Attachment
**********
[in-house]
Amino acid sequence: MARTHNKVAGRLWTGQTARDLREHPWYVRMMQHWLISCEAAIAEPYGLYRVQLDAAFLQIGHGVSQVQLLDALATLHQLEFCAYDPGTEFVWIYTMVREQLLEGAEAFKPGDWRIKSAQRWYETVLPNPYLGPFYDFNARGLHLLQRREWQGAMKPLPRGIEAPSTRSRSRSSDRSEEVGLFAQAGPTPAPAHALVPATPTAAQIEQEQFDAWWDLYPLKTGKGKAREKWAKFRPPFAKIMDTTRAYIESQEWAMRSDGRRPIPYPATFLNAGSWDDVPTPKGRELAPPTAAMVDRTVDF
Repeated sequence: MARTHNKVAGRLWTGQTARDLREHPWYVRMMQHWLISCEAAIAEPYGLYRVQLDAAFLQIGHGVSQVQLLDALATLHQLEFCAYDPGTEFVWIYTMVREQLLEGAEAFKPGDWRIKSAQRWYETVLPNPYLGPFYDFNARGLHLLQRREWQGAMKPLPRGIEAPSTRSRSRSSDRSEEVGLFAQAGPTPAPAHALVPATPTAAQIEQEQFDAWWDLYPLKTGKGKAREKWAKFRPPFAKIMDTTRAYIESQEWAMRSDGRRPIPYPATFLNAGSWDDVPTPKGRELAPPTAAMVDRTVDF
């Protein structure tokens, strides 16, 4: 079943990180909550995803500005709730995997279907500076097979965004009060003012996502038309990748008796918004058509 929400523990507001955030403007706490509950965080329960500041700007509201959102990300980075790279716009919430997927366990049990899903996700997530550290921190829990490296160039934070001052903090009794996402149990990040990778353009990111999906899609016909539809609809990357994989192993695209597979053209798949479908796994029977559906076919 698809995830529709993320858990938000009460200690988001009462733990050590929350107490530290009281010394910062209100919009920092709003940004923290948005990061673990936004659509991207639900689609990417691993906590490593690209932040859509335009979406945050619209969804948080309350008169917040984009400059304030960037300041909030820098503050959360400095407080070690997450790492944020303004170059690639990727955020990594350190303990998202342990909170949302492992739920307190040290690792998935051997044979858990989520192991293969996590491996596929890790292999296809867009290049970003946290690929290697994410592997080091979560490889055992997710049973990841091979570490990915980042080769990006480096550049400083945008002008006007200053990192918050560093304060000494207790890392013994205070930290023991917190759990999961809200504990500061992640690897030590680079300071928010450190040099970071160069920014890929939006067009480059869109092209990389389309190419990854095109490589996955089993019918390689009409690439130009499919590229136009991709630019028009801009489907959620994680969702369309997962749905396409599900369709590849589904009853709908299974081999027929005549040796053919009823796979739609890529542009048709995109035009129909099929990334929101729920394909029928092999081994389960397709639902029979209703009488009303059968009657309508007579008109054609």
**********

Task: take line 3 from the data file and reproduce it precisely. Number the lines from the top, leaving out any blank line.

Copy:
Repeated sequence: MARTHNKVAGRLWTGQTARDLREHPWYVRMMQHWLISCEAAIAEPYGLYRVQLDAAFLQIGHGVSQVQLLDALATLHQLEFCAYDPGTEFVWIYTMVREQLLEGAEAFKPGDWRIKSAQRWYETVLPNPYLGPFYDFNARGLHLLQRREWQGAMKPLPRGIEAPSTRSRSRSSDRSEEVGLFAQAGPTPAPAHALVPATPTAAQIEQEQFDAWWDLYPLKTGKGKAREKWAKFRPPFAKIMDTTRAYIESQEWAMRSDGRRPIPYPATFLNAGSWDDVPTPKGRELAPPTAAMVDRTVDF